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Cleopatra: the true story

"Cleopatra" biographer Stacy Schiff talks about the real face of one of the most powerful women ever to live.

By Nora Dunne / December 7, 2010

The picture of Cleopatra to which we have become accustomed has been painted over the course of decades by both historians and Hollywood directors – all of them with agendas of their own. Some of the stories are true: Cleopatra had two siblings murdered, consummated two high-profile love affairs, and lived in exceptional opulence. But much of the real story about her is different than we thought: The Egyptian ruler was actually Greek and she wasn’t necessarily the stunning seductress history depicts. She was, however, a remarkable ruler, the last pharaoh, and perhaps the most powerful woman the world will ever know.

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Master biographer Stacy Schiff sifts through the facts in “Cleopatra: A Life” (Little, Brown and Co., 384 pp., $29.99). I talked with Schiff about the brilliant queen, some of the longstanding misconceptions about her, and the paradoxical ancient city she ruled.

You’ve done biographies on Mrs. Vladimir Nabokov (wife of “Lolita” author), Benjamin Franklin, Antoine de Saint-Exupéry (of “The Little Prince”), and now Cleopatra. How do you pick your subjects?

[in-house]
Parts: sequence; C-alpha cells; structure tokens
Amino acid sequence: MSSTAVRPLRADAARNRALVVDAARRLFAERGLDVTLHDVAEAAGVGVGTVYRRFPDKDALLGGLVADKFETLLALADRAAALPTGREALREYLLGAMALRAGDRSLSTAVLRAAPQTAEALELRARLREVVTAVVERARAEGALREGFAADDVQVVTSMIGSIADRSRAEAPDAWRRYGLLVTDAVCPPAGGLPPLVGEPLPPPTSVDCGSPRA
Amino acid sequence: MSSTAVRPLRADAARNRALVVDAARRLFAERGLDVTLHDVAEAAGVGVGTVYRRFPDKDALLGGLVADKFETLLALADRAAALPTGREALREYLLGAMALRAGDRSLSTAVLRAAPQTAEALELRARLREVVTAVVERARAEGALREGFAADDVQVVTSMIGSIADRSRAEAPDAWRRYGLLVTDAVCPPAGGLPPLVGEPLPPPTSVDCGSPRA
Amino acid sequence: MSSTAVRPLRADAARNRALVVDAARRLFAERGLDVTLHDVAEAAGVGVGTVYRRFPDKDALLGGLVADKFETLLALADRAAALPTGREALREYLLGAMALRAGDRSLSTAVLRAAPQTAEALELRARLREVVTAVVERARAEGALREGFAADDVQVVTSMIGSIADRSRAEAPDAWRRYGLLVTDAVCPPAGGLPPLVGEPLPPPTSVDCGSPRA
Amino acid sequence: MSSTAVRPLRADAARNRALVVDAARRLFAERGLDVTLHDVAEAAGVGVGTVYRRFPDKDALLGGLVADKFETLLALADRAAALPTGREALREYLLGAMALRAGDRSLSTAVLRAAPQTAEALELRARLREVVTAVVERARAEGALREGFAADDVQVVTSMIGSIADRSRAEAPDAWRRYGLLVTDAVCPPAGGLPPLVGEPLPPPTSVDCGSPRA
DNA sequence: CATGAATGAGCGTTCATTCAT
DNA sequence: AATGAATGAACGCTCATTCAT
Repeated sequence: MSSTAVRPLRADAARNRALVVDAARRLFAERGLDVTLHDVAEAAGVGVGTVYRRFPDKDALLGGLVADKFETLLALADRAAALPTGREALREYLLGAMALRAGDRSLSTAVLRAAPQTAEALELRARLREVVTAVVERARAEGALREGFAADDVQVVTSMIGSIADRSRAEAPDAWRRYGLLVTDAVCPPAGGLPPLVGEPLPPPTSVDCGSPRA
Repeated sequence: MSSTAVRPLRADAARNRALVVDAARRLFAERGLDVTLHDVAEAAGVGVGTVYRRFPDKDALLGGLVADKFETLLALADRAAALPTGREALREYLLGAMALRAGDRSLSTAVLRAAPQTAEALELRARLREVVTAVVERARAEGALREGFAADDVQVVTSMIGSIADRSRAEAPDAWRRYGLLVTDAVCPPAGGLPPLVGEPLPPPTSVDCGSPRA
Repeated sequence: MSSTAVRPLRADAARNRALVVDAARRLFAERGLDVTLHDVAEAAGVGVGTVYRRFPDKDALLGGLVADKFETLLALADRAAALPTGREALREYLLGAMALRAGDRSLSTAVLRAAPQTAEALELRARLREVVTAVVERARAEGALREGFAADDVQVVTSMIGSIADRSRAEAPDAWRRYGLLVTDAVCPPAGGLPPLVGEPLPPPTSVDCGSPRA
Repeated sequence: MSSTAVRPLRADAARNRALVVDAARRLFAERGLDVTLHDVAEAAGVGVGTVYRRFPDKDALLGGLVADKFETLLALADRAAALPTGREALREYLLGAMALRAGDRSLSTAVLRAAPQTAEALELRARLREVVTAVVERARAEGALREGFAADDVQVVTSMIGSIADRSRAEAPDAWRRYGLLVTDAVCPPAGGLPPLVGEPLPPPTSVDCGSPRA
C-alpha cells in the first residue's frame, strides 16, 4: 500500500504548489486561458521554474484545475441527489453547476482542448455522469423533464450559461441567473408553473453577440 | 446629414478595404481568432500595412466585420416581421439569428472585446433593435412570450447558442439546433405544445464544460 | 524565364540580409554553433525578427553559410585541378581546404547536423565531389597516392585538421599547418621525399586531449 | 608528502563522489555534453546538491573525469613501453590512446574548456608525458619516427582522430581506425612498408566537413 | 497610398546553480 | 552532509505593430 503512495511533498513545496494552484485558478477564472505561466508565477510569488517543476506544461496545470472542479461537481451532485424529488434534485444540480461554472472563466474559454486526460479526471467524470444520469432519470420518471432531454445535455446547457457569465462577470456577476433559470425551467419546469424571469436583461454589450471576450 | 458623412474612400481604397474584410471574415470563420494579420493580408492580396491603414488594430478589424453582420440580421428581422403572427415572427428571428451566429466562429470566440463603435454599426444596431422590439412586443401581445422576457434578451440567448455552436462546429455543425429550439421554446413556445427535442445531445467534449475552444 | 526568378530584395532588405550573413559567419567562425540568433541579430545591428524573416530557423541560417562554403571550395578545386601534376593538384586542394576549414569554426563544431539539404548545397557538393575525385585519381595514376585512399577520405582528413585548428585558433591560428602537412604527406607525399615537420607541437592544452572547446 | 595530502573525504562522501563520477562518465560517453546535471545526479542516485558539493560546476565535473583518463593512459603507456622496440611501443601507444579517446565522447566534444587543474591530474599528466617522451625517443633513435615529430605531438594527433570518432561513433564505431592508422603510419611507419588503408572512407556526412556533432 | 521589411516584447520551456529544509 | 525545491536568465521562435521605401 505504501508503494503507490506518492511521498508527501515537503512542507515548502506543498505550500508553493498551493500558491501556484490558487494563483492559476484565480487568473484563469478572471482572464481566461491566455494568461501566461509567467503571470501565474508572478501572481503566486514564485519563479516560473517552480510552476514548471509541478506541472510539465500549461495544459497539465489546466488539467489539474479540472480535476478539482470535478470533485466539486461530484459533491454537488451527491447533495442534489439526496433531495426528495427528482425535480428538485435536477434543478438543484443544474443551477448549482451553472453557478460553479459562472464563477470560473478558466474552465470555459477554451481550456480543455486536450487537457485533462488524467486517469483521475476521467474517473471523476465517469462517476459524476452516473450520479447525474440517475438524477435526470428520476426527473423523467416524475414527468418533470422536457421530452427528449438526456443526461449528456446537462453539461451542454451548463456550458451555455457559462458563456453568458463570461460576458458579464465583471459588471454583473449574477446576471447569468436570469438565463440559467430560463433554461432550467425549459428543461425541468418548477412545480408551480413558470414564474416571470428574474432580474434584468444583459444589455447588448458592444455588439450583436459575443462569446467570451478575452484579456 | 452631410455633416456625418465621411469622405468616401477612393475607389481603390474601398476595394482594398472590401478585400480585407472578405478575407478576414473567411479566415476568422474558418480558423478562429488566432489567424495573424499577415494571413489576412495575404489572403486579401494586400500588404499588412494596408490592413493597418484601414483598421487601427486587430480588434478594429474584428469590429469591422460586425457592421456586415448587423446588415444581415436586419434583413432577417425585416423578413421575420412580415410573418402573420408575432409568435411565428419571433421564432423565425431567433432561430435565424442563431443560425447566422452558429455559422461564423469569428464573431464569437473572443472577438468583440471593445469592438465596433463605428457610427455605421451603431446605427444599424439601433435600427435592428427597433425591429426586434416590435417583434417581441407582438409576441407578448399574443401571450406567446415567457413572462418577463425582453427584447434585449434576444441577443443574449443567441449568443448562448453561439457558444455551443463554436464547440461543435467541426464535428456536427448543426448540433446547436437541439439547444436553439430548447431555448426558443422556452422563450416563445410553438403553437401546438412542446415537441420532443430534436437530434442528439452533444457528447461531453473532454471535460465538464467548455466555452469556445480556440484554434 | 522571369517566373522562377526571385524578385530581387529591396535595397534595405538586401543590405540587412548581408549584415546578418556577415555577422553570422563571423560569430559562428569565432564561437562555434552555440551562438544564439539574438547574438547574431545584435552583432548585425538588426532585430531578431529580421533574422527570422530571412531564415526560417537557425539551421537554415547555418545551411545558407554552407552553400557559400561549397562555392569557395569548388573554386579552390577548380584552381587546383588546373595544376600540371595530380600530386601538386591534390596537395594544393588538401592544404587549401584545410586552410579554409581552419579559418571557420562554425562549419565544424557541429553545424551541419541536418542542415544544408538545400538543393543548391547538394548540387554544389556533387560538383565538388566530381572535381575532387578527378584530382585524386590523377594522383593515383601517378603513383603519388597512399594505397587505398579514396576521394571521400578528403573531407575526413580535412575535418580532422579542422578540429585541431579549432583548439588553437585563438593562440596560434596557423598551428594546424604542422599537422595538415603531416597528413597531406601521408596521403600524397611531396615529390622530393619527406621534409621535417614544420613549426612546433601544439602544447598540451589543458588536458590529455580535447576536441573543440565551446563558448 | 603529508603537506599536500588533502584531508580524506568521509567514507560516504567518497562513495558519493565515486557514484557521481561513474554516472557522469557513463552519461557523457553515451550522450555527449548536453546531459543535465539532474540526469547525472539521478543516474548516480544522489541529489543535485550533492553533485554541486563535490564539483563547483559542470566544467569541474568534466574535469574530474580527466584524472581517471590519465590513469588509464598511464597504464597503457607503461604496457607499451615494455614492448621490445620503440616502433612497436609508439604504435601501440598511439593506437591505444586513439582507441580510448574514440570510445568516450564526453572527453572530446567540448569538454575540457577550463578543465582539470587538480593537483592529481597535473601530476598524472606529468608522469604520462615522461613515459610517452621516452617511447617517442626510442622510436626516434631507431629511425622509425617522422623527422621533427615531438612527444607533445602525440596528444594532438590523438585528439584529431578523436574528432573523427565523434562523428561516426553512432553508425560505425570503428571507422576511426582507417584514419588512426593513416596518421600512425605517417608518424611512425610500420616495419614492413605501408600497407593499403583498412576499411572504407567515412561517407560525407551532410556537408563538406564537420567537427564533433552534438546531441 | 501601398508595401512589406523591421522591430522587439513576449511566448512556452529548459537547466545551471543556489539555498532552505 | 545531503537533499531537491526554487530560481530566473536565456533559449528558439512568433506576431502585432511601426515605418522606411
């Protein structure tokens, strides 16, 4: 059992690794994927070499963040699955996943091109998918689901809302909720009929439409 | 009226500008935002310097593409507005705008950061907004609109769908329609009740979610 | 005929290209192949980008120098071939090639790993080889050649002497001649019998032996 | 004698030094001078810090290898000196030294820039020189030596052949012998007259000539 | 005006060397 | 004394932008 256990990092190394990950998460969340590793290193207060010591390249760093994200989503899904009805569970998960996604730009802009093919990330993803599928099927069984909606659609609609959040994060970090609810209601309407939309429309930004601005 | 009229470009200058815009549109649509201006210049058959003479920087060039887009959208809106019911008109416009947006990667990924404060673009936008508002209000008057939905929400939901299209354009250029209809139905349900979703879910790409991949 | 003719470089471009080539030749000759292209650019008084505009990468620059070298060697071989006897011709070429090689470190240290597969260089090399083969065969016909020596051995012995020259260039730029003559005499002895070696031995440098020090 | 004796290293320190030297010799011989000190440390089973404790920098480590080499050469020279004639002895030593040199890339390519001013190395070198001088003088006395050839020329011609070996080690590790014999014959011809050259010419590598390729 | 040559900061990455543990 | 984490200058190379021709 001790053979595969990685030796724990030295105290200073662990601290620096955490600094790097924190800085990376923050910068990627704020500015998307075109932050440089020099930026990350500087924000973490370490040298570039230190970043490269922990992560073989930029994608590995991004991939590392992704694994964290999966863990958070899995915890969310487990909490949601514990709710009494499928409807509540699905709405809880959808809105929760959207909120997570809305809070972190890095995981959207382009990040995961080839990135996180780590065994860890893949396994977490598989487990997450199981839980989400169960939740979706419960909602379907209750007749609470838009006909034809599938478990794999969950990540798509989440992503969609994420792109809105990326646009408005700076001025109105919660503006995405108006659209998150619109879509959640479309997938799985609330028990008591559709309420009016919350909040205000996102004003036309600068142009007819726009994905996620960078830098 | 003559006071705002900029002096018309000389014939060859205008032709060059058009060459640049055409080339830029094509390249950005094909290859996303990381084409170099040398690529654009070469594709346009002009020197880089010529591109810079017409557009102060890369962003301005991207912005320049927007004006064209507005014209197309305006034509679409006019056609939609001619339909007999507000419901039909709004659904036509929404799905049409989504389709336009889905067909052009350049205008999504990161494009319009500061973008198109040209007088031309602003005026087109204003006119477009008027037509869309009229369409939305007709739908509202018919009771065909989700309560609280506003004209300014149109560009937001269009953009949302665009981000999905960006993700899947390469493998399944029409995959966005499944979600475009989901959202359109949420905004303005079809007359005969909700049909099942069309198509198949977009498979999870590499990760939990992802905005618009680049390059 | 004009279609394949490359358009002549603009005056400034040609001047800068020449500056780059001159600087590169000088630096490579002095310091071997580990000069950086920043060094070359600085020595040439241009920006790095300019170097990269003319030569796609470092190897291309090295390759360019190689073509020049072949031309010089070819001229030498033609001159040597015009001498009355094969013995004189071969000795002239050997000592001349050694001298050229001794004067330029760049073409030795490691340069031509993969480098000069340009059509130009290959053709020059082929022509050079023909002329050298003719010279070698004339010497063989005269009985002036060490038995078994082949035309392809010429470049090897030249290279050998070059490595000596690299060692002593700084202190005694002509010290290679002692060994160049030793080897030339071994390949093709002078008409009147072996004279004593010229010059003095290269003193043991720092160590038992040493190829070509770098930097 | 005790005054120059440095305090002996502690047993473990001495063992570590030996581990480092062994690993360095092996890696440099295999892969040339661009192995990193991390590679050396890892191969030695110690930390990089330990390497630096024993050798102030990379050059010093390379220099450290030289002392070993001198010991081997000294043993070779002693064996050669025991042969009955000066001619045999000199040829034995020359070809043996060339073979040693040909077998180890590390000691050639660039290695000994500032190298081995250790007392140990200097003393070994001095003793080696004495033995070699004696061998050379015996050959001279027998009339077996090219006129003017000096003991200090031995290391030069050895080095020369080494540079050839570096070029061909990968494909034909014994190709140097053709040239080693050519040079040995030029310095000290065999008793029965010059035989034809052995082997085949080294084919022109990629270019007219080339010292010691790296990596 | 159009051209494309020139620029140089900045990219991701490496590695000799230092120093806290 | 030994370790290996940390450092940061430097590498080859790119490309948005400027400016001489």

It’s more accurate to say that they pick me. This was an idea I had a long time ago, in 1999. The idea kept reappearing on my list of potential subjects. This one was irresistible because of its all-star cast. You really can’t do better than Julius Caesar, Mark Antony, and Cleopatra.

And I’m always fascinated by a world in transition. Here you have a very textured, very restive moment in which everything is about to change. It’s 30 years before the birth of Christ when Cleopatra dies. It’s the end of a dynasty, the end of Egyptian autonomy, the end of the Roman Republic, the end of the Hellenistic age. It’s a real turning point.

It’s also a look at a very powerful woman, of which there are not that many. Also the misconceptions really thrilled me. Say the name Cleopatra and we all think of Elizabeth Taylor. There was so much to clear away in terms of myth.

Much of what we know about Cleopatra comes from incomplete records and “tendentious historians” who never even met her. How was it possible then, to create a comprehensive and accurate book about the famed ruler?

In some cases you do have multiple sources who say the same thing. And there are things you can take with a degree of certainty, or with all certainty. For example, everyone is clear about the fact that Cleopatra was no great beauty, but irresistible in her charm.


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